Senate Bill 308, which is now headed to the House for consideration, would reduce the total assessed value on agricultural land by an estimated $4.2 billion for taxes paid in 2018 and $8.9 billion for 2019.
Indiana lawmakers are making another attempt to settle a dispute between county assessors and retail stores over how to determine the value of newer big-box stores.
An Indianapolis woman is advocating for state legislation that would provide property-tax relief for longtime homeowners in designated distressed areas.
The audit of Terre Haute’s finances raise doubts about its ability to continue to operate as a municipality. It notes that the city is one of those hardest hit by reductions in property values and property tax caps.
County officials say a legislative fix for the issue passed earlier this year wasn’t strict enough. They say big-box stores are skirting their tax burden by using using vacant buildings to determine the value for taxation of brand-new stores.
Attracting higher-wage residents is key to future growth as city revenues have stagnated and local governments have become increasingly reliant on income taxes. Republican Chuck Brewer and Democrat Joe Hogsett are proposing ways to bolster Indy neighborhoods.
Uncertainty still looms over how much retail assessment appeals could reduce revenue for local governments, libraries and schools or whether they’ll shift costs to other taxpayers, including businesses and homeowners.
The $3.85 million project would allow the regional carrier to train as many as 5,000 employees per year.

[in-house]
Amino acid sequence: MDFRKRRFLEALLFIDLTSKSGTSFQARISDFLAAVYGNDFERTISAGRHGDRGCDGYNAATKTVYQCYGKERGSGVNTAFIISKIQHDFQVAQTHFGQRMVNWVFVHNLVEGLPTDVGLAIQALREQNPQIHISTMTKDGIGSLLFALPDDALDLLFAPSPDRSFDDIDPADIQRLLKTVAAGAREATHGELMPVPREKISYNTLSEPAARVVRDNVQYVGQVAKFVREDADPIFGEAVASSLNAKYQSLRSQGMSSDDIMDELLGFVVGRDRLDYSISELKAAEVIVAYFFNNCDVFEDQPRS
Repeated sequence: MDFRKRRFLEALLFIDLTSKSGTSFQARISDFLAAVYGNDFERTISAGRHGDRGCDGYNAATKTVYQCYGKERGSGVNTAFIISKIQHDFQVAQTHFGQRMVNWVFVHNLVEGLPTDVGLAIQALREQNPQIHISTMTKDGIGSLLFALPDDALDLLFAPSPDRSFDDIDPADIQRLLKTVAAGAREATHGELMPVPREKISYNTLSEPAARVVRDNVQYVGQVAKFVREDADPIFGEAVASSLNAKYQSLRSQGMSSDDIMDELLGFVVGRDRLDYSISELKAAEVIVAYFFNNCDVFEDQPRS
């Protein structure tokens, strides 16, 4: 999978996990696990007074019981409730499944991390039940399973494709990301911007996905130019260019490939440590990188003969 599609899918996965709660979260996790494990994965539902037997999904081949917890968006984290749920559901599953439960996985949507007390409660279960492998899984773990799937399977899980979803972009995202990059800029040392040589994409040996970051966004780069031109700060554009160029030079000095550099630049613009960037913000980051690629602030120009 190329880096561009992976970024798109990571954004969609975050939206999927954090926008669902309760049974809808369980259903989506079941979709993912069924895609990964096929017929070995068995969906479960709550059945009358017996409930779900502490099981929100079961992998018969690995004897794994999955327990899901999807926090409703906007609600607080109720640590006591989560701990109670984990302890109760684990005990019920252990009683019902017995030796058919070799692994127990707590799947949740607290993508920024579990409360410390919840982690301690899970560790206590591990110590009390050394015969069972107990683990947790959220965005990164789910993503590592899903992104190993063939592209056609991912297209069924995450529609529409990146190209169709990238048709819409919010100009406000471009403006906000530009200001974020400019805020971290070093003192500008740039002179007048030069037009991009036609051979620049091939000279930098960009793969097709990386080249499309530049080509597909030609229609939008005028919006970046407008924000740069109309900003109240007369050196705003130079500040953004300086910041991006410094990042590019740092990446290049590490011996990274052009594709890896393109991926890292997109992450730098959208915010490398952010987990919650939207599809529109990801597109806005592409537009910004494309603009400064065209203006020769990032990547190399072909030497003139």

The Hamilton Southeastern School Board on Tuesday morning postponed a vote that could have put a referendum over a property-tax hike on the November general election ballot.
The bill comes as assessors around the state worry that recent Indiana Board of Tax Review decisions in favor of Meijer and Kohl’s will force them to slash the value of big-box stores during the upcoming spring assessment cycle.
Lawmakers raised questions and community leaders testified against a bill that would require that referendums for school and government construction projects occur only during general elections every other year.
The Indiana Board of Tax Review ruled in December that the East 96th Street Meijer store—one of the most successful in the state—should have been assessed in 2012 at the equivalent of $30 per square foot, not the $83 per square foot assigned by Marion County.
After planning a move to Westfield, Algaeon Inc. has instead leased new space in Indianapolis for a research and production facility. Planning 25 hires, it is seeking a tax break from the city on $4.9 million in new equipment.
The owners of rental homes and apartments are among the property owners that are helped most by a tax cap system the state fully implemented in 2010.
Indianapolis is considering nearly $2.6 million in tax breaks over 10 years as an incentive for Interactive Intelligence’s planned $28 million investment.